The Economics of Programming Languages – in the 1950’s

I was having a look at this paper on the development of Fortran:

http://www.softwarepreservation.org/projects/FORTRAN/paper/p165-backus.pdf (which I found here )

And I noticed the following quote:

1.2. The Economics of Programming

Another factor which influenced the development of FORTRAN was the economics of programming in 1954. The cost of programmers associated with a computer center was usually at least as great as the cost of the computer itself. (This fact follows from the aver- age salary-plus-overhead and number of programmers at each center and from the computer rental figures.) In addition, from one-quarter to one-half of the computer’s time was spent in debugging. Thus programming and debugging accounted for as much as three-quarters of the cost of operating a computer; and obviously, as computers got cheaper, this situation would get worse.

This economic factor was one of the prime motivations which led me to propose the FORTRAN project in a letter to my boss, Cuthbert Hurd, in late 1953 (the exact date is not known but other facts suggest December 1953 as a likely date). I believe that the economic need for a system like FORTRAN was one reason why IBM and my successive bosses, Hurd, Charles DeCarlo, and John McPherson, provided for our constantly expanding needs over the next five years without ever asking us to project or justify those needs in a formal budget.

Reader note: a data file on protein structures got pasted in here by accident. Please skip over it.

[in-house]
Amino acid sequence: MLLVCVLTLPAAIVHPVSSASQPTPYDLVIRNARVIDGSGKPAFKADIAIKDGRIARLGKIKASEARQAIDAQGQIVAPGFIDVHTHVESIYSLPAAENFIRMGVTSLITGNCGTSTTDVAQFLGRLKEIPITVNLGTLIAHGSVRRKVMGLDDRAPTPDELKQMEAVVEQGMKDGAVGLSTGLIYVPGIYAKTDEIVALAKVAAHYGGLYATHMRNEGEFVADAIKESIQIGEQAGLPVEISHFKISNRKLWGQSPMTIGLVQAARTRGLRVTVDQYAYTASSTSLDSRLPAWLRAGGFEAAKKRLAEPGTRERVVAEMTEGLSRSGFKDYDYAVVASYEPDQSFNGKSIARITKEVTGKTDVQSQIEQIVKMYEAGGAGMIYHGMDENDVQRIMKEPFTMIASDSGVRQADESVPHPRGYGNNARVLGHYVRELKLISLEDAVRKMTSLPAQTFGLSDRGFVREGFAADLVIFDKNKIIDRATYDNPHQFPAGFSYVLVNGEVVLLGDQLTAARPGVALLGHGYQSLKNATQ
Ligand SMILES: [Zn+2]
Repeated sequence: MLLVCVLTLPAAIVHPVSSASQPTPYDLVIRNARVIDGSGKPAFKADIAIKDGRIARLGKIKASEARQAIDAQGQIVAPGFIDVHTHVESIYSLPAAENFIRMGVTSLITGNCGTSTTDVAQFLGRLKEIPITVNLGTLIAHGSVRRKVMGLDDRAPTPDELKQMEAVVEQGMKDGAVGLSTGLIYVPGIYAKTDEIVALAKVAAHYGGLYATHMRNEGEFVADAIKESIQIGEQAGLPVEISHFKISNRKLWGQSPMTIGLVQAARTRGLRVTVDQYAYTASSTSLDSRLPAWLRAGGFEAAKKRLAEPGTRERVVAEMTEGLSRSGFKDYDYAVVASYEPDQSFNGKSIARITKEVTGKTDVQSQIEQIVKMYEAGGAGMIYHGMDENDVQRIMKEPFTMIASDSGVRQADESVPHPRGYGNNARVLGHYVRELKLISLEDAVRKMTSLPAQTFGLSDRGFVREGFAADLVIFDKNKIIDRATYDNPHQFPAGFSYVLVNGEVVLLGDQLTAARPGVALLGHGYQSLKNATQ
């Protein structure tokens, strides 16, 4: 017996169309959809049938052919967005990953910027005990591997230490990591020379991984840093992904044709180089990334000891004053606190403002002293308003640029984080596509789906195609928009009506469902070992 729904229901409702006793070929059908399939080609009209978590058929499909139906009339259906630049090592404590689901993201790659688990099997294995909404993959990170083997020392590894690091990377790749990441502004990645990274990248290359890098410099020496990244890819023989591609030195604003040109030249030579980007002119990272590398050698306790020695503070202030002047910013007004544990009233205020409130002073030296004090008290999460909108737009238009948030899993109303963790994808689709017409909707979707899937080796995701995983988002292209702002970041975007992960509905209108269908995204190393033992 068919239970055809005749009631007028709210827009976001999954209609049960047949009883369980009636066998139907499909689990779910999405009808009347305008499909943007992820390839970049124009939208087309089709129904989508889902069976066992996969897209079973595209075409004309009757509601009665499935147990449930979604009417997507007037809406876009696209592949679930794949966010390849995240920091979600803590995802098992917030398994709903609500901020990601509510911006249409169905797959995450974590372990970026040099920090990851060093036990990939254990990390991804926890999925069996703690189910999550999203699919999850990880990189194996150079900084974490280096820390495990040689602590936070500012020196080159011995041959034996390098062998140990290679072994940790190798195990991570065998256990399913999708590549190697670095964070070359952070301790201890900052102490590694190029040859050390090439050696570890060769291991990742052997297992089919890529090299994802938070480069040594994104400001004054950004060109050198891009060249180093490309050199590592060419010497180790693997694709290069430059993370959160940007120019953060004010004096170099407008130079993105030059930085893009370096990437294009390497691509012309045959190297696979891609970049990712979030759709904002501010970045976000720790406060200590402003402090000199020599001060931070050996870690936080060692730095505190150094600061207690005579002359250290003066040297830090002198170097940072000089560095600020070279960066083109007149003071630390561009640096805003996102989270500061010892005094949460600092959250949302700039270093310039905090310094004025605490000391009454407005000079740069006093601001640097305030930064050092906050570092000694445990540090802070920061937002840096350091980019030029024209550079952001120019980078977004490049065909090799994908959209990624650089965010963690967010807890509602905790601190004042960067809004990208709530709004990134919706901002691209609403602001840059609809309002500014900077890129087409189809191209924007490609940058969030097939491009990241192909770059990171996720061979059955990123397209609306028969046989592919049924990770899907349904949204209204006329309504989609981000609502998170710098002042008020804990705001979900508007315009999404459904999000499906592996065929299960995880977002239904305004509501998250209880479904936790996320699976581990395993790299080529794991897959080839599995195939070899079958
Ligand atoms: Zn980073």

As Hal Varian says, “Ignore basic economic principles at your own risk. Technology changes. Economic laws do not.”

I would continue to bet on programming languages that save programmers time, or otherwise make them more productive.

Won’t fix… why?

I discovered a minor Rails annoyance today, and, looking around for an answer to the problem, I found this, which is a perfect description of the issue, and includes a fix:

http://dev.rubyonrails.org/ticket/5123

Unfortunately it has marked as “wont fix” with no reason specified.

Perhaps there is a reasonable answer that was perhaps discussed elsewhere, and just didn’t make it into the bug report, making it invisible to people like me who find it via Google, which is pretty annoying. The other explanation is more along the lines of “don’t wanna” (or fuck you, as the case may be), but at least come out and say so. “We’re not going to do it, as it’s not part of our English-centric vision” or what have you. Being a native English speaker, even when doing stuff for Italian or Austrian or whatever clients, I tend to code in English, because it’s 1) fast, 2) easy and 3) it’s pretty much universally understood by programmers. However, I can see the case for specific things to be in a particular language, and on the surface, this one line patch makes that a little bit easier, and doesn’t appear to be costly, so why not?

Just closing the bugs of people who have taken the time to try and help (this is clearly not just a “dude, it’s, uh, broke” bug) is the twin of the equally annoying people who don’t bother to take 30 seconds to send an email or bug report about software they’re using, and both are things I greatly dislike.